2

Check menu "File" -> "Layout" Then check the scale is set to 1 (do not set the sheets)


2

or you can make environment variable in advanced system settings in control panel -> Variable name: LANG Variable value: en_EN This you can make to not always typing thats commands in cmd.


2

On export, specify the PNG (anti-aliased) (*.png) exporter. When you click Save, it will ask you for the resolution. Change either the X or Y, and it will scale up the other so your image is not distored. Do not use the Cairo or Pixbuf exporters, as they do not ask you. To specify the PNG exporter, select File->Export, and at the bottom of the Export ...


1

Good news: The UML association has been improved and will allow for such connections: http://git.gnome.org/browse/dia/commit/?id=302d5038e755cabb5ce9292d66d0ab9113153e15 This new feature will be included in the upcoming version 0.98. Until it is released, you can use the Dia Development VM to testdrive the new functionalities: ...


1

Download the source, edit the file objects/UML/umlattributes.c, in function UMLAttribute * uml_attribute_new(void) (around line 73), change the line attr->visibility = UML_PUBLIC; to attr->visibility = UML_PRIVATE; Optionally, play around with other files and modify to your liking. Compile the modified source: How to compile Dia


1

I have used dia for database mapping and when I was doing that I found having template objects that I copied instead of just creating a new object was the easiest way to get all the defaults the way I wanted on new objects.


1

Here's another alternative, albeit merely a variation of Steffen's approach. First draw your two associated classes, and the Association object connecting them. Then draw a simple Line object that attaches to the same exact connection points as the association object. Of course now you've got this ugly extra line in there, so to fix that double-click the ...


1

DIA has consistent COM based interface. DbgHelp consist of a set of standard C functions. Here two aricles I have written about DIA (with C++ Samples), that shows the power of DIA: Symbols File Locator How to Inspect the Content of a Program Database (PDB) File When possible, use DIA and not DbgHelp, since DIA can be used by any COM-aware program.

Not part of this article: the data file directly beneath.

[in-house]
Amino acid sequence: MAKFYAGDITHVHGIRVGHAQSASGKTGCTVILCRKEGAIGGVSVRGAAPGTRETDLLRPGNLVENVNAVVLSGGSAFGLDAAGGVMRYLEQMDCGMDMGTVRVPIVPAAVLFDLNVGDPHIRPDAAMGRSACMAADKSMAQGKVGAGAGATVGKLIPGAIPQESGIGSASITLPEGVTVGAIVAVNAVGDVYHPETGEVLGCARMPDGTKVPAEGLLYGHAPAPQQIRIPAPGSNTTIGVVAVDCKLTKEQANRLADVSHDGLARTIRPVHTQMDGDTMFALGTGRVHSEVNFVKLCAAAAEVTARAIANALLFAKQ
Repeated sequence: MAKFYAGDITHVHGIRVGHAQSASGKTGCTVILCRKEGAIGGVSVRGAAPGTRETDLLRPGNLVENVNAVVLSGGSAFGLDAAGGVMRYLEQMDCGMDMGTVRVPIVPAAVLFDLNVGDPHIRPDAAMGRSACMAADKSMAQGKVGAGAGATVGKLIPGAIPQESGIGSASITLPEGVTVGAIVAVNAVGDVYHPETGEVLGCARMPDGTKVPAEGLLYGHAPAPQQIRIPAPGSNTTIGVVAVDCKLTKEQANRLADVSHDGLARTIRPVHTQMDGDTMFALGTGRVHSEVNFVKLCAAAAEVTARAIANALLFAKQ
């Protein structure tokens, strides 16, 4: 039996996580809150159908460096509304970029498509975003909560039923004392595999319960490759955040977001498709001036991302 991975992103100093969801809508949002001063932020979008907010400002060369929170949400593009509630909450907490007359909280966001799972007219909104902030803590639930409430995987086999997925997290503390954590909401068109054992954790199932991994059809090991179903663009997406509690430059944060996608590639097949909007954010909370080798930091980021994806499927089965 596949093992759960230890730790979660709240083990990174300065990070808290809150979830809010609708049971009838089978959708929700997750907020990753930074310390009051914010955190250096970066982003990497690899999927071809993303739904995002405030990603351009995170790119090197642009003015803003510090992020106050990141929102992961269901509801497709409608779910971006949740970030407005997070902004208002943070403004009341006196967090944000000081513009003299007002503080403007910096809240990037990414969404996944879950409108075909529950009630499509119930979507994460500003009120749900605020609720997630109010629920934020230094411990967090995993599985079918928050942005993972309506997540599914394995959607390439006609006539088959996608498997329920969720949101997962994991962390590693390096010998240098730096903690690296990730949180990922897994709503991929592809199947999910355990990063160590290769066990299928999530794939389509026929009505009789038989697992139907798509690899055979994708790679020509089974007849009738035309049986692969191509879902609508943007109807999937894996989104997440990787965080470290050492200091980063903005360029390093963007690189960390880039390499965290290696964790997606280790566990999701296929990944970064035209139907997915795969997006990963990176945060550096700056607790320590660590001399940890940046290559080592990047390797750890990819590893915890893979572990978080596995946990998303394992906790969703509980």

1

It is the same thing. DbgHelp is the core api, it is usable from C. DIA is a COM object model on top of it that just makes it easier to use and makes it accessible from most any language. It is an acronym for Debug Interface Access, emphasis on "Access". The MSDN documentation for it starts here.


1

actually, what you're looking for is the function to align objects to each other. snap to grid will only work for your purpose in certain situations, like when the connected objects are of equal hight/width, or when the line is connected to the snapped edge. it's better to align the objects vertically or horizontally. if the line is connected in the middle ...


1

Did you try to export your Dia diagram in EMF or WMF format? This usually works quite well. You'll have to insert the EMF as an image in Word. If that still doesn't help you may have found a bug in Dia and should report it in Dia's Bugzilla in order to get it fixed (Most probably a sample diagram will be required to illustrate your problem) ...


1

I am happy with tedia2sql, an excellent perl dia parser. http://metacpan.org/pod/Parse::Dia::SQL


1

If you want to use Dia: It might not be necessary to "code" your components. Maybe you can simply "draw" them: http://dia-installer.de/howto/create_shape/index.html.en Such shapes can also be equipped with attributes (you'll have to do some XML-Editing for this): http://git.gnome.org/browse/dia/tree/doc/custom-shapes#n260 I'm not sure if you were aware ...


1

According to Pylon's documentation, that's The Pyramid traversal algorithm. We’ll provide a description of the algorithm, a diagram of how the algorithm works, and some example traversal scenarios that might help you understand how the algorithm operates against a specific resource tree In the above link there's a clear description of the algorithm, ...


1

To anyone that needs to go down this route in the future, the best option was definitely pydot. Easy to use, and pretty full-featured. Way to go, Graphviz.